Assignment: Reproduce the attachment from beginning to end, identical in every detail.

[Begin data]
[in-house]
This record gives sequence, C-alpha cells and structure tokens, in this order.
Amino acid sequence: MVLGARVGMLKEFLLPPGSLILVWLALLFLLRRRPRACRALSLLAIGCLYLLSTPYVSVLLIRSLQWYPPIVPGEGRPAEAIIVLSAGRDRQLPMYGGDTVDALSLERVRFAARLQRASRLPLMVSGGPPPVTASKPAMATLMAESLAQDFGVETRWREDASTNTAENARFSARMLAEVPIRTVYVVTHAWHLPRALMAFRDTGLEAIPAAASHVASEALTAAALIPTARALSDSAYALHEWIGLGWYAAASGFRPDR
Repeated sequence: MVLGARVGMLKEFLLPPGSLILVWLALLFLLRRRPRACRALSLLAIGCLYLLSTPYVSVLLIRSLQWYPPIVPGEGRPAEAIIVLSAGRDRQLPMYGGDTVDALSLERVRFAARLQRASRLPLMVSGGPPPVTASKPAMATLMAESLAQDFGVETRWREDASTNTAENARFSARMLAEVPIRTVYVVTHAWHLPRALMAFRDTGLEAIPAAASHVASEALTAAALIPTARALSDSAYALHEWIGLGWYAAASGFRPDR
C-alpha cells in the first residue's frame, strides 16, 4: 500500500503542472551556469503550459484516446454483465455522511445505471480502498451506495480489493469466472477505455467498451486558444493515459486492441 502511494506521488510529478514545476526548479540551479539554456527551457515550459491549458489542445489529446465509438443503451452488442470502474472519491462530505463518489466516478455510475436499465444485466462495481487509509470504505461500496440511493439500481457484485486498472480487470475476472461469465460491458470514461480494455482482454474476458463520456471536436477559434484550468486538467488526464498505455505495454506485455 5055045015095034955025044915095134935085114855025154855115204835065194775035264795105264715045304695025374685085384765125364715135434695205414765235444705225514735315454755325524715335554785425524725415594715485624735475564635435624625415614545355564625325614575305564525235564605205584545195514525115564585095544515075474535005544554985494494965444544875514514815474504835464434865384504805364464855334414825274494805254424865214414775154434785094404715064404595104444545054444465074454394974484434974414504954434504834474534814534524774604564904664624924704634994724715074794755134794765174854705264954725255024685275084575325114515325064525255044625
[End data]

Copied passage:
[in-house]
This record gives sequence, C-alpha cells and structure tokens, in this order.
Amino acid sequence: MVLGARVGMLKEFLLPPGSLILVWLALLFLLRRRPRACRALSLLAIGCLYLLSTPYVSVLLIRSLQWYPPIVPGEGRPAEAIIVLSAGRDRQLPMYGGDTVDALSLERVRFAARLQRASRLPLMVSGGPPPVTASKPAMATLMAESLAQDFGVETRWREDASTNTAENARFSARMLAEVPIRTVYVVTHAWHLPRALMAFRDTGLEAIPAAASHVASEALTAAALIPTARALSDSAYALHEWIGLGWYAAASGFRPDR
Repeated sequence: MVLGARVGMLKEFLLPPGSLILVWLALLFLLRRRPRACRALSLLAIGCLYLLSTPYVSVLLIRSLQWYPPIVPGEGRPAEAIIVLSAGRDRQLPMYGGDTVDALSLERVRFAARLQRASRLPLMVSGGPPPVTASKPAMATLMAESLAQDFGVETRWREDASTNTAENARFSARMLAEVPIRTVYVVTHAWHLPRALMAFRDTGLEAIPAAASHVASEALTAAALIPTARALSDSAYALHEWIGLGWYAAASGFRPDR
C-alpha cells in the first residue's frame, strides 16, 4: 500500500503542472551556469503550459484516446454483465455522511445505471480502498451506495480489493469466472477505455467498451486558444493515459486492441 502511494506521488510529478514545476526548479540551479539554456527551457515550459491549458489542445489529446465509438443503451452488442470502474472519491462530505463518489466516478455510475436499465444485466462495481487509509470504505461500496440511493439500481457484485486498472480487470475476472461469465460491458470514461480494455482482454474476458463520456471536436477559434484550468486538467488526464498505455505495454506485455 5055045015095034955025044915095134935085114855025154855115204835065194775035264795105264715045304695025374685085384765125364715135434695205414765235444705225514735315454755325524715335554785425524725415594715485624735475564635435624625415614545355564625325614575305564525235564605205584545195514525115564585095544515075474535005544554985494494965444544875514514815474504835464434865384504805364464855334414825274494805254424865214414775154434785094404715064404595104444545054444465074454394974484434974414504954434504834474534814534524774604564904664624924704634994724715074794755134794765174854705264954725255024685275084575325114515325064525255044625